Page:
Yonkers IDA Approves Incentives for Three Major Projects Amid Dispute with Building Trades
John Jordan | January 2019
YONKERS—The Yonkers Industrial Development Agency reports it has approved more than $13.6 million in incentives for three major development projects in the city.
The IDA’s Board of Directors approved at its meeting last Friday resolutions of intent to provide financial incentives for two mixed-use developments and one strictly residential project totaling more than $391 million in investment. The agency also granted final approval for an $11.7-million project called The Mill.
The approvals come at a time when the city is at odds with the county’s union building trades. The Yonkers IDA adopted a PILOT program that required project labor agreements with the Building and Construction Trades Council of Westchester & Putnam Counties. on projects of $5 million or more in December 2017 and the program expired and was not renewed effective Dec. 19, 2018. The program had also established an apprenticeship program jointly run by the city and the Building and Construction Trades Council.
In response, more than 100 members of the building trades staged a protest at Yonkers City Hall last month against the decision by the Yonkers Industrial Development Agency and its chairman Yonkers Mayor Mike Spano not to renew the workforce rules requirement with the YIDA.
Yonkers Mayor Spano in a prepared statement in response to the union protest, said, “For the past year, Yonkers required union labor on all major development projects we assist. This experiment failed because the union leadership used it as an excuse to increase prices rather than promote jobs,” Mayor Spano charged in his statement. “As a result, developers stayed away and the pipeline of new projects is empty.”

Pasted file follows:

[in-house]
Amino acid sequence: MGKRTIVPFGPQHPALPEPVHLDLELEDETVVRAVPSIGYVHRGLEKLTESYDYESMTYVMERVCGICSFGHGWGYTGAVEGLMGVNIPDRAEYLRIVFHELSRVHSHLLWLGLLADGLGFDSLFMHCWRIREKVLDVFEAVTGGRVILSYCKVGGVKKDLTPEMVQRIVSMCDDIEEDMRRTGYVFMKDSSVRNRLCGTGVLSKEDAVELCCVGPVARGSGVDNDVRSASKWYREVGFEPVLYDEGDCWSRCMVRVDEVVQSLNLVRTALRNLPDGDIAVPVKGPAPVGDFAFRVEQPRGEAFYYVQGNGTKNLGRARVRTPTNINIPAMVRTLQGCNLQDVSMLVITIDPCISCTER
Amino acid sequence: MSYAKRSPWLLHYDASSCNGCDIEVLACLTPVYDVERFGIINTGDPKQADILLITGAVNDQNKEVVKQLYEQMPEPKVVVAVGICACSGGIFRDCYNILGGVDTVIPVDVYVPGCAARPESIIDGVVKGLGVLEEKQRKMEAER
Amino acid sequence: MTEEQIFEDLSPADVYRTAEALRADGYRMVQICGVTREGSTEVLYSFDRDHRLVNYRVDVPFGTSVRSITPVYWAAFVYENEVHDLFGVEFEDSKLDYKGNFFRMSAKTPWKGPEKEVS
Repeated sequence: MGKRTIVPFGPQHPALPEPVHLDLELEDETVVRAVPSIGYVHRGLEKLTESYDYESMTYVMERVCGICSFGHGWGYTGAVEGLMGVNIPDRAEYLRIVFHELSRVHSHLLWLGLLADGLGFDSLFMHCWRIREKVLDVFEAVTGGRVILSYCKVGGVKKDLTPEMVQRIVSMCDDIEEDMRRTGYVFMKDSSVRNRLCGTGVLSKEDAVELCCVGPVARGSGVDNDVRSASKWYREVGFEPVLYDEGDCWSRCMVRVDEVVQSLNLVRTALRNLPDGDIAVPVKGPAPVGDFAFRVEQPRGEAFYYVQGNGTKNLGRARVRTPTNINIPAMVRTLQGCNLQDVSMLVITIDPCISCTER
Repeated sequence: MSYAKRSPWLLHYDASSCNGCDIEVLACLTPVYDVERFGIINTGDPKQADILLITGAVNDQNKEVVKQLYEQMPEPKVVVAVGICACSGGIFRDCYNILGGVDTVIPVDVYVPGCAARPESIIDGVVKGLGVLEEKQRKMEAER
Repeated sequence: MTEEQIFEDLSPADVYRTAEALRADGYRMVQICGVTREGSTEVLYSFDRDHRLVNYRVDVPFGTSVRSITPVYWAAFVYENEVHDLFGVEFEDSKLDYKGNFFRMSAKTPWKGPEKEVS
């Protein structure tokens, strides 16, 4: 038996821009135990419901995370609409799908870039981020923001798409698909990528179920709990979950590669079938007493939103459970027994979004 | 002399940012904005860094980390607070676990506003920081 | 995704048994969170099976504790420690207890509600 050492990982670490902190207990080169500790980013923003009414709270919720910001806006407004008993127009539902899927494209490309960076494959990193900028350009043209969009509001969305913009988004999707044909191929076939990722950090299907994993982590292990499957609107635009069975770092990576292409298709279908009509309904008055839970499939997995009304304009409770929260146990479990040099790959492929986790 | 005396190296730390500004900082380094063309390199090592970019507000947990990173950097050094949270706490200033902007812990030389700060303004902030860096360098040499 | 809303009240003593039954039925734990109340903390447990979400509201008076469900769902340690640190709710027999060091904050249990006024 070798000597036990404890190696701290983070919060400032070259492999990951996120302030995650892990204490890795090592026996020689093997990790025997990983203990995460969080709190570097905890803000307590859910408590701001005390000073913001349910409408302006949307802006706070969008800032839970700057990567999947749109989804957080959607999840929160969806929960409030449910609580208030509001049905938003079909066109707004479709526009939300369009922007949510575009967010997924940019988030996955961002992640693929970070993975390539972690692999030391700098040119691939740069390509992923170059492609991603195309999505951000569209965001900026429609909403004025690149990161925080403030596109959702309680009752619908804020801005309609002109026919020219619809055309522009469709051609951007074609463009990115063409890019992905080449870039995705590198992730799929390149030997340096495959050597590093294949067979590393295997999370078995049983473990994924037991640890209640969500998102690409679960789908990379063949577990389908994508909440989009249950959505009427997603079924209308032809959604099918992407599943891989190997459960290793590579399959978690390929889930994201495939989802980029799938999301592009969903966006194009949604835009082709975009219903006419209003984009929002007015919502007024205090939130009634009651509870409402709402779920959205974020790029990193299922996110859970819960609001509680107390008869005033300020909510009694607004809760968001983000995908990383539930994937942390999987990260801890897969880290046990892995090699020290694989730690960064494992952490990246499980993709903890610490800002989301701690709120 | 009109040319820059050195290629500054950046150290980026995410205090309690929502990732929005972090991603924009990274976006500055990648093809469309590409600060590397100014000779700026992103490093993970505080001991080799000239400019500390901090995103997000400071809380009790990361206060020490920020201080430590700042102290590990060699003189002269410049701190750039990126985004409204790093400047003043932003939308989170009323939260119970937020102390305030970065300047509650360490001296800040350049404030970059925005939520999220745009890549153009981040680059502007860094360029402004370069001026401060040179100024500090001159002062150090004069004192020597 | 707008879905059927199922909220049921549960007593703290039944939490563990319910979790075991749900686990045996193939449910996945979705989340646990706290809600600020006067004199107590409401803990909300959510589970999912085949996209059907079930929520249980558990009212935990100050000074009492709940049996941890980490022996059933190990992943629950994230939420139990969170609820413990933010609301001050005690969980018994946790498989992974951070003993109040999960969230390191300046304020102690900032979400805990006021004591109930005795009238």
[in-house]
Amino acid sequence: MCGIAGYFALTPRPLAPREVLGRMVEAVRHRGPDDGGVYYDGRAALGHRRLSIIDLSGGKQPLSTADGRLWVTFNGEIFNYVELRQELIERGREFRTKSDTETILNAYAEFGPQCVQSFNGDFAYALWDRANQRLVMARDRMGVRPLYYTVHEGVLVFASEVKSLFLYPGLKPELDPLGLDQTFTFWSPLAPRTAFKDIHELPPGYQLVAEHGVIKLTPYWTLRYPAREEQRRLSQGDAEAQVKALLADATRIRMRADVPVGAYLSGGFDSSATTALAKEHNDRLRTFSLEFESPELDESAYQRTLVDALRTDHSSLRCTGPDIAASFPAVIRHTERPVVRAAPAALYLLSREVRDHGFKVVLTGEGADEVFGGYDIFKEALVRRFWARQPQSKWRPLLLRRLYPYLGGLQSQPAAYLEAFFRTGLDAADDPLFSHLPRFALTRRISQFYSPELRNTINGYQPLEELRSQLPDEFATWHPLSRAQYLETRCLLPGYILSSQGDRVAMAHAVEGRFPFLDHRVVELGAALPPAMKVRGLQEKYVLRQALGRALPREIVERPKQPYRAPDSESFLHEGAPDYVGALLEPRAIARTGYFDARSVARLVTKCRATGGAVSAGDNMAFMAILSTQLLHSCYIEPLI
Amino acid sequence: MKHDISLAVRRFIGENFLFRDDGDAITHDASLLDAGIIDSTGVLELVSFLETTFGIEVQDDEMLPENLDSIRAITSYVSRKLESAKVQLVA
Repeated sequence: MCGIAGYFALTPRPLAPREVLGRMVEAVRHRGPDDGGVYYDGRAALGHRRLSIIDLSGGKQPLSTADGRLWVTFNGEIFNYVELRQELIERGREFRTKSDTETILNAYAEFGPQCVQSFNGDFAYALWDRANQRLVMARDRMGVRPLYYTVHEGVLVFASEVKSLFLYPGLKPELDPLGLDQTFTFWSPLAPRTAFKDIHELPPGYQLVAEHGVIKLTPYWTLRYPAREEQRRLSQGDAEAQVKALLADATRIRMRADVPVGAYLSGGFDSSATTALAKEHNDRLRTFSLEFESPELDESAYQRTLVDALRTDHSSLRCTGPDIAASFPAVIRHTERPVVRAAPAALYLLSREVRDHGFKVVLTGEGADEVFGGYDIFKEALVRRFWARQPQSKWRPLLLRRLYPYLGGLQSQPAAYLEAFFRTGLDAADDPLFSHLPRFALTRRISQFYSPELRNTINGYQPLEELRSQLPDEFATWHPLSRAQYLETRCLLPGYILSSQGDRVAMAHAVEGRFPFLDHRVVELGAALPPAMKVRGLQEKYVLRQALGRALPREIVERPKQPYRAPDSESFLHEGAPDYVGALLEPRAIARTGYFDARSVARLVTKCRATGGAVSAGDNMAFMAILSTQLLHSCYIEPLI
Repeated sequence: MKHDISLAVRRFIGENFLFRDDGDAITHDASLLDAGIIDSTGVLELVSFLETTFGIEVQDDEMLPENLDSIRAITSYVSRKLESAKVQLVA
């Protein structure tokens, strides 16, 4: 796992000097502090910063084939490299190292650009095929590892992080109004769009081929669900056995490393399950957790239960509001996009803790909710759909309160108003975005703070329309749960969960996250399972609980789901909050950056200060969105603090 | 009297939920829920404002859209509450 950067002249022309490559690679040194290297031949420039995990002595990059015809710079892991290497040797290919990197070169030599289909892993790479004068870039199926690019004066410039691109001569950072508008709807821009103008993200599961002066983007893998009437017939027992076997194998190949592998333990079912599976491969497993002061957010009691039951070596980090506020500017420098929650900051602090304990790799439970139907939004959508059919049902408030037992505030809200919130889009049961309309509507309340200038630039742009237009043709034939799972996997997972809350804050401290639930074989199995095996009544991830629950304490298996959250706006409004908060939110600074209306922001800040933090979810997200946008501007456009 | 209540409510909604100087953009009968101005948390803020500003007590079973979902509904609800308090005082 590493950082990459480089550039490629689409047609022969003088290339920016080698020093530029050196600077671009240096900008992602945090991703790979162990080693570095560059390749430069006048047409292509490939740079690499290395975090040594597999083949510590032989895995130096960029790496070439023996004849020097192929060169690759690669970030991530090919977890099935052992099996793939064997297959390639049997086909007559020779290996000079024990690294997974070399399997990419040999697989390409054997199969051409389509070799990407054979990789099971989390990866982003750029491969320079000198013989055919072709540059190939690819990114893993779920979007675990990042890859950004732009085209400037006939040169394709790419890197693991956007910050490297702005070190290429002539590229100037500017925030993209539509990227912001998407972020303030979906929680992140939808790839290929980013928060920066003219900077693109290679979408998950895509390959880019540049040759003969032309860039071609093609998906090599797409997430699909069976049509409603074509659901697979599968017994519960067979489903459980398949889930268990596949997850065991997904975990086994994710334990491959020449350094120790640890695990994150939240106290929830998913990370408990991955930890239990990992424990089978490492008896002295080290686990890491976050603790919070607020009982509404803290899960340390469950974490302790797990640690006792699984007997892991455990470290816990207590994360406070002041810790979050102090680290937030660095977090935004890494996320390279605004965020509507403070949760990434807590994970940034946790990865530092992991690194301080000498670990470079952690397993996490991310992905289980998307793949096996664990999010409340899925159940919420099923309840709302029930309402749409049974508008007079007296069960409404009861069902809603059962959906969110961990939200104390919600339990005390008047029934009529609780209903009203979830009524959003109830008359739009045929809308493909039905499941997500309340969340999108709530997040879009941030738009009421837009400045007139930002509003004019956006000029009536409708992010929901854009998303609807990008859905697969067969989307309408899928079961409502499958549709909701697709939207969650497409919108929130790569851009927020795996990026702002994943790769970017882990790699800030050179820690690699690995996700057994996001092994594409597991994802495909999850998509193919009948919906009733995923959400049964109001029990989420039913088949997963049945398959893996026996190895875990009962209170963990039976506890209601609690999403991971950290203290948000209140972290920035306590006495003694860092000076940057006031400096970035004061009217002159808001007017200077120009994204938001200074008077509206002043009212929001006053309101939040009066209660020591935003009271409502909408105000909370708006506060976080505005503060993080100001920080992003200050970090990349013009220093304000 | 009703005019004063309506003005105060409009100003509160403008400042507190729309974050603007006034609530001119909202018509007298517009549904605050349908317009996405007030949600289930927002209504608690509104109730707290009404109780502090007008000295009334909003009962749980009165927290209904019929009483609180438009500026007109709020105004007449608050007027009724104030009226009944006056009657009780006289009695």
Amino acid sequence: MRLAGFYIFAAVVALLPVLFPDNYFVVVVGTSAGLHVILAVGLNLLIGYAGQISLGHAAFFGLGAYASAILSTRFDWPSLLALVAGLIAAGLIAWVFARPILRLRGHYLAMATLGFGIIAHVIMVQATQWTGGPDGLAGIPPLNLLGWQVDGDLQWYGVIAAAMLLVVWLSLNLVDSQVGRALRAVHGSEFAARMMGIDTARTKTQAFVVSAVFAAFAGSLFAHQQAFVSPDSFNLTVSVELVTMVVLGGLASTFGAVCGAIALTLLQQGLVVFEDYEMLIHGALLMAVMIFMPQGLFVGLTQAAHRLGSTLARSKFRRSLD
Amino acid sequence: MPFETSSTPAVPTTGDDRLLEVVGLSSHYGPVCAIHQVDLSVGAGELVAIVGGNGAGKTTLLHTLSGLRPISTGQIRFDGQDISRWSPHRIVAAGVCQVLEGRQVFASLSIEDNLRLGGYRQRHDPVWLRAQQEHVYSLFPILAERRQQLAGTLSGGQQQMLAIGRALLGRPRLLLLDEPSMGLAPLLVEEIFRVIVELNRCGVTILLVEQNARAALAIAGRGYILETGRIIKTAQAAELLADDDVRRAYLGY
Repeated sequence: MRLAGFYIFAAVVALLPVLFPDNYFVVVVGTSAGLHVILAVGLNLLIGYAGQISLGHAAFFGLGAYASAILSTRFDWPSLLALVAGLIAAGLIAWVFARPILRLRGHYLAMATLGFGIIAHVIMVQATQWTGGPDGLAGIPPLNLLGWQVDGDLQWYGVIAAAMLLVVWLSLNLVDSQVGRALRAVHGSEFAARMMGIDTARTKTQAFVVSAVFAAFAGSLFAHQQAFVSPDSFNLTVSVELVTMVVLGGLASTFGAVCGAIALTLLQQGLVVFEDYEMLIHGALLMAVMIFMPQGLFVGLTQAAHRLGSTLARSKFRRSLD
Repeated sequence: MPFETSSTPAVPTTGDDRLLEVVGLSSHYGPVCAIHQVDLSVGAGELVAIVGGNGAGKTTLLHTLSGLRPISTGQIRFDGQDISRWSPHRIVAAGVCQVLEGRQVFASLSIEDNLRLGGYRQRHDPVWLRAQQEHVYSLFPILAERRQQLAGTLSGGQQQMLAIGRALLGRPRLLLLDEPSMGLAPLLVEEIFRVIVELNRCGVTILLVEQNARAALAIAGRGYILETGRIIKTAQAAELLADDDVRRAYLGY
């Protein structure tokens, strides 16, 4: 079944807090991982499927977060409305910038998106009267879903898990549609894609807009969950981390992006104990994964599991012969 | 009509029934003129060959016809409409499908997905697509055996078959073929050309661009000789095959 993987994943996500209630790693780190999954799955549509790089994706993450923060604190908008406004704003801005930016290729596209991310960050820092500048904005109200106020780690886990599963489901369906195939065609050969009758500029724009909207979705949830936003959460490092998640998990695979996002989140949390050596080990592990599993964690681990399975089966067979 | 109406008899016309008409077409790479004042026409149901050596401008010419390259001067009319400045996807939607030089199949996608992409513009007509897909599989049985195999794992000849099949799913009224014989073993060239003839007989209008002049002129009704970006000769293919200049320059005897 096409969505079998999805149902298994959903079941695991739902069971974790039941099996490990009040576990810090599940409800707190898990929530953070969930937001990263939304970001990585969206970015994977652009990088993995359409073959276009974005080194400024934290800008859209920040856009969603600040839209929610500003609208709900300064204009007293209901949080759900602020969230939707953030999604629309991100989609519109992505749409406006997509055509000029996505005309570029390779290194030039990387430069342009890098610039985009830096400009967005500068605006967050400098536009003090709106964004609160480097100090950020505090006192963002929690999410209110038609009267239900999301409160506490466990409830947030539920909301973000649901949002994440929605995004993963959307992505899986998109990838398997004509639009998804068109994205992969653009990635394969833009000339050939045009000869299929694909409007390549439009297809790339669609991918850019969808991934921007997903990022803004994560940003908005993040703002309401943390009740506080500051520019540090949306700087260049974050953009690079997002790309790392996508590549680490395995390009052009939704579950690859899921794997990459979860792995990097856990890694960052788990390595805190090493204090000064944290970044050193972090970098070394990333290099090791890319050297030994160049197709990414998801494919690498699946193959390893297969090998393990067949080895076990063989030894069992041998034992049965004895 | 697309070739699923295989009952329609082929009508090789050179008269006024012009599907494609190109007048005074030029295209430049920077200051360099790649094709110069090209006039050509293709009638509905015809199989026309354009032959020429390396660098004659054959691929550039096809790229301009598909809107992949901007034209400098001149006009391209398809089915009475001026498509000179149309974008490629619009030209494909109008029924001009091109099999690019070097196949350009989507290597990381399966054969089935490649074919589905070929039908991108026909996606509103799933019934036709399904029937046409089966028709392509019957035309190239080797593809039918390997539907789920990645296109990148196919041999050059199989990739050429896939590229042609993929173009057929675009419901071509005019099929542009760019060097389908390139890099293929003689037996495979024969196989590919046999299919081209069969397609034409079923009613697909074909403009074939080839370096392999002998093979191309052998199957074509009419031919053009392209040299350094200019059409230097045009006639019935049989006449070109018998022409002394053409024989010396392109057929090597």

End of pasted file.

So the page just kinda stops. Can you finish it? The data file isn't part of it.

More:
Edward Doyle, president of the Building and Construction Trades Council of Westchester & Putnam Counties, denied the mayor’s charges and said the building trades offered a 20% discount on all project work before the Yonkers IDA that was to be subject to a Project Labor Agreement. However, he says that developers decided to delay their applications to the IDA for assistance until after the PILOT program expired.
He noted that under mayors (Angelo) Martinelli, (John) Spencer and (Phil) Amicone administrations all major IDA projects were performed under Project Labor Agreements. Doyle notes a host of significant projects, like the multifamily waterfront projects developed by Collins Enterprises, the Ridge Hill shopping center and Stew Leonard’s, for example, were all undertaken under PLAs.
He charges that the projects approved by the IDA this month will likely be built by non-union, non-local workers. The building trades are engaged in a campaign to have all area IDAs enact stronger workforce requirements. The building trades are currently in negotiations with Westchester County government to strengthen workforce requirements that could include the possible mandate for a PLA on projects that receive incentives from the Westchester County IDA.
The Yonkers IDA approved incentives for two projects to be developed in the Ludlow section of Yonkers by Ginsburg Development Companies of Valhalla.